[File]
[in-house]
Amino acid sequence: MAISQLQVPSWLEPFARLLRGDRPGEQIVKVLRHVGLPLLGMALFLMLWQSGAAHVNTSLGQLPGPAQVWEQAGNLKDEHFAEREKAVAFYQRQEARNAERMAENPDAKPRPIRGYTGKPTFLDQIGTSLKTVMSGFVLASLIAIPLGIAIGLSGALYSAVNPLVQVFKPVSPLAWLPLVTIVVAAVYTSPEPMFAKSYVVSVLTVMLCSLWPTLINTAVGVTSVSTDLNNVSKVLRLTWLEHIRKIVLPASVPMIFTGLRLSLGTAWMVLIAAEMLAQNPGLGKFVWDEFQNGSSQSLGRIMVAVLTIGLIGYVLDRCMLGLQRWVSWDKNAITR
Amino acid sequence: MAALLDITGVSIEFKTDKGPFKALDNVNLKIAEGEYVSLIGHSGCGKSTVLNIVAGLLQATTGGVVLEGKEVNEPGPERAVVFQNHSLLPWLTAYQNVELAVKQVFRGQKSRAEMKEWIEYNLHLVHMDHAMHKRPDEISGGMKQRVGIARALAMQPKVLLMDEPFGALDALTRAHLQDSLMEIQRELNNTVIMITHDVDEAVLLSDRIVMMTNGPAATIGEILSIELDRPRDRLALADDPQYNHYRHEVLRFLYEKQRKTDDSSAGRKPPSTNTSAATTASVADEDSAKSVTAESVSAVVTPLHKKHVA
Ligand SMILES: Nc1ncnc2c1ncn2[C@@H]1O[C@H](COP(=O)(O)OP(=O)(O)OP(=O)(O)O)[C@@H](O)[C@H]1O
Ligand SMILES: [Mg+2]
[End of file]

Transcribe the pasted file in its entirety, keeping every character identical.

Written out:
[in-house]
Amino acid sequence: MAISQLQVPSWLEPFARLLRGDRPGEQIVKVLRHVGLPLLGMALFLMLWQSGAAHVNTSLGQLPGPAQVWEQAGNLKDEHFAEREKAVAFYQRQEARNAERMAENPDAKPRPIRGYTGKPTFLDQIGTSLKTVMSGFVLASLIAIPLGIAIGLSGALYSAVNPLVQVFKPVSPLAWLPLVTIVVAAVYTSPEPMFAKSYVVSVLTVMLCSLWPTLINTAVGVTSVSTDLNNVSKVLRLTWLEHIRKIVLPASVPMIFTGLRLSLGTAWMVLIAAEMLAQNPGLGKFVWDEFQNGSSQSLGRIMVAVLTIGLIGYVLDRCMLGLQRWVSWDKNAITR
Amino acid sequence: MAALLDITGVSIEFKTDKGPFKALDNVNLKIAEGEYVSLIGHSGCGKSTVLNIVAGLLQATTGGVVLEGKEVNEPGPERAVVFQNHSLLPWLTAYQNVELAVKQVFRGQKSRAEMKEWIEYNLHLVHMDHAMHKRPDEISGGMKQRVGIARALAMQPKVLLMDEPFGALDALTRAHLQDSLMEIQRELNNTVIMITHDVDEAVLLSDRIVMMTNGPAATIGEILSIELDRPRDRLALADDPQYNHYRHEVLRFLYEKQRKTDDSSAGRKPPSTNTSAATTASVADEDSAKSVTAESVSAVVTPLHKKHVA
Ligand SMILES: Nc1ncnc2c1ncn2[C@@H]1O[C@H](COP(=O)(O)OP(=O)(O)OP(=O)(O)O)[C@@H](O)[C@H]1O
Ligand SMILES: [Mg+2]